She never quite leaves her children at home, even when she doesn’t take them along.
~Margaret Culkin Banning
My sweet girl,
I wanted to go with you
I need you to know that
When you came to visit me at work
I know it wasn’t easy
I know it wasn’t where you wanted to be
You said it over and over again
‘I want to go home. I want to go home.’
No one could miss the fact that you weren’t happy there
You were confused and frustrated that Mama’s computer didn’t play your games
The lights were bright
People were talking in different directions
It’s far from ideal, I know
But then I showed you the white board and the dry erase markers
And in an instant, everything changed
‘I will draw me as a princess’ you announced
And you did
And your ‘friend’ – she’d be a princess too
So you drew Sabrina
The girl you met that one time that you went to the sunday school class
Three years ago
And you were happy, feverishly coloring in the princess dresses
One pink, one red
I wanted so badly for Mama’s work to be a place you’d like to visit. It broke my heart when I’d asked the day before if you’d wanted to come on a day this week when a couple of other kids would be visiting. You’d said, ‘NO’ without hesitation, then added an emphatic, sing-song ‘SORRY!’ for good measure.
But for a few minutes at least, stopping by quickly with Daddy to drop something off, you were happy there. An open door for next time. All I can ask.
When it was time for you to leave, I said, ‘OK, baby girl, it’s time to go now.’
I knelt on the floor to hug you and you said something.
You said. ‘Mama, I want you.’
I stayed frozen in the moment, hugging you in the middle of the floor. An absurd place to be, but there we were. Your long, lean arms were wrapped around my neck. There was no space between us.
‘Oh, honey,’ I said, ‘I want you too.’ I whispered in your ear, ‘Thank you for telling me that. I want you too.’ And then I told you it was time to go with Daddy and that I’d see you later at home.
You didn’t let go. (You always let go. Hugs don’t last like that with you. Ever.)
‘I want to go home with YOU’ you said.
And I split right open there in the middle of the floor.
I searched for my game face.
You see, my little love, Mama is always Mama, but at work, well, Mama doesn’t have the option of splitting open in the middle of the floor. (Which probably explains why it happens so much at home)
You finally had the words to tell me what you wanted. And you did – so perfectly, so succinctly, so beautifully. And yet, in that moment, I couldn’t give you what you were asking for.
So I hugged you for as long as your little arms stayed wrapped around my neck.
‘My girl wants me,’ I thought. ‘My girl wants me.’ I could have clicked my heels together in that moment. Or sobbed. What can I tell ya, little one? Sometimes cloud nine comes equipped with a stake through the heart.
Last night we put The Script on a loop, remember?
This time it was me that had to hear it again and again – me who needed the comforting reassurance of familiarity.
‘Brooke, do I like being away from you?’
‘No, you like being WITH me’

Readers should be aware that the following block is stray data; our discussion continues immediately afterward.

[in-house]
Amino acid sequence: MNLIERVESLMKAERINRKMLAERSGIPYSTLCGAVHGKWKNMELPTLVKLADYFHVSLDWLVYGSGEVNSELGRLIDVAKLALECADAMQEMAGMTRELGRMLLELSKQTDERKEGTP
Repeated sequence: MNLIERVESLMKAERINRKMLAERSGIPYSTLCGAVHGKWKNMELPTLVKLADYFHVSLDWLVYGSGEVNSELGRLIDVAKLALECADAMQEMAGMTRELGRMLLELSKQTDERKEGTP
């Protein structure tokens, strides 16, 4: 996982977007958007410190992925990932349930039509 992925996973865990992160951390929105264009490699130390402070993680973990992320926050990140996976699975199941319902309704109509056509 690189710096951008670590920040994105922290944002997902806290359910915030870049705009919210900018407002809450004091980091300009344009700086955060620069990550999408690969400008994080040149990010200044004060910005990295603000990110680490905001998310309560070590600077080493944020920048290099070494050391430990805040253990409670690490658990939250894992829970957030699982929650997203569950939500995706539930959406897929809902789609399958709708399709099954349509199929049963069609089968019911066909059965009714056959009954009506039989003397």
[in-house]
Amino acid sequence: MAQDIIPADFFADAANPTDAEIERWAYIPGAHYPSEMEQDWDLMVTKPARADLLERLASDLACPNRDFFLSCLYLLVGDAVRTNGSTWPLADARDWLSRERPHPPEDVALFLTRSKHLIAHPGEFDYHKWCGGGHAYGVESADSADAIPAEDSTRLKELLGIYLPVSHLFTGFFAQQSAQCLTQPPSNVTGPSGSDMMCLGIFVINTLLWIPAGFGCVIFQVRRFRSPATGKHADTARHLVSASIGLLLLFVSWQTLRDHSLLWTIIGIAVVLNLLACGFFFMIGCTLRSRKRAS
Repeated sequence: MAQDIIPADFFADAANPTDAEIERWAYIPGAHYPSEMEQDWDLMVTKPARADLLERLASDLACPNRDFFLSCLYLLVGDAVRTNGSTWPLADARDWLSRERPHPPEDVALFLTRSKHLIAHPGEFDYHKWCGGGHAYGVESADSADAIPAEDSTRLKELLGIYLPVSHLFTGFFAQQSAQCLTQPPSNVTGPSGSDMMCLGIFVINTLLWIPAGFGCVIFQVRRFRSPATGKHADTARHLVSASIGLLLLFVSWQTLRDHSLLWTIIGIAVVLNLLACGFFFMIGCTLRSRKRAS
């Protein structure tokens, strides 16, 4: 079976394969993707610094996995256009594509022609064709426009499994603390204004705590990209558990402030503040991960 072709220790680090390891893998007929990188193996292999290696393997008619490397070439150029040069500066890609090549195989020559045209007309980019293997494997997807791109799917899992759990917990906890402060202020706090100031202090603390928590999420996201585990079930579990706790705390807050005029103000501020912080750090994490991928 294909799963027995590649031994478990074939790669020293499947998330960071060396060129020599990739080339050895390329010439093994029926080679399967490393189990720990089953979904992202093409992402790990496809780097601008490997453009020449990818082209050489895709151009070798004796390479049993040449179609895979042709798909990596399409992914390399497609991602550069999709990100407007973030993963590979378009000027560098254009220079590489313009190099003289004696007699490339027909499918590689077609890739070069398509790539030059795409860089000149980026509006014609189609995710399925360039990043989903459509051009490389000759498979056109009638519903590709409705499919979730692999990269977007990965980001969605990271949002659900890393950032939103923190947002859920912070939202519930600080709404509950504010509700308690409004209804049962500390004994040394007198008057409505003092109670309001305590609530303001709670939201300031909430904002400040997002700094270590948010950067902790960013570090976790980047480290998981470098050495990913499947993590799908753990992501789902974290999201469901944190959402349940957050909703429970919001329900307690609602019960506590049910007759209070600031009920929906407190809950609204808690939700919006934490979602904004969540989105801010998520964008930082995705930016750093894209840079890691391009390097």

‘That’s right. So what happens when I’m at work?’
‘You MISS me!’
You took another run at me as you said your last line, trying to ‘nick’ me over, as you say. I let you knock me down and we rolled to the ground together in a single giggling heap.
I once found out that when asked to describe me, a colleague had said, ‘she’s great at what she does, but what you need to know about Jess is that she’s a mom. First and foremost, it’s just who she is.’
It had surprised me at the time. It’s true of course that I’m a mom before all else, but it surprised me to hear it in that context. I’m sure it sounds silly to you that I was surprised, but I’d thought I’d done a pretty good job of compartmentalizing my life. (I can just see you reading this someday, rolling your eyes and laughing. Oh God, how I hope you roll your eyes and laugh at your mama someday.)
My love, I need you to know that I wanted to come with you. I need you to know that, despite your big sister’s entreaties to the universe to ‘somehow make sure that everyone can just get all the things we really need for free so that we can all be together all the time like it was in the history days,’ life just doesn’t work that way. Someone needs to pay the bills, baby. And I’m grateful to have the wonderful job that I have, which is why I feel such a tremendous responsibility to do it well. Someday I hope you’ll understand that. How lucky we are that mama CAN work.
As you left, I put my game face on and went back to work. I was stronger, lifted by the fresh reminder of who I do it for every day, why I’m really there.
And torn to pieces by the overwhelming fear that you may not understand any of that.
I love you, my sweet girl. More than anything in the whole wide world. Remember our other script, baby? The one we say when we’re lying on your bed when you’re supposed to be sleeping? The one that we said last night as we stared together at the ‘moon’ you’d made from the flashlight’s beam on the wall –
‘What would I do for you, Brooke?’
‘What wouldn’t I do for you?’
Mama wants you too, my angel.
Mama wants you too.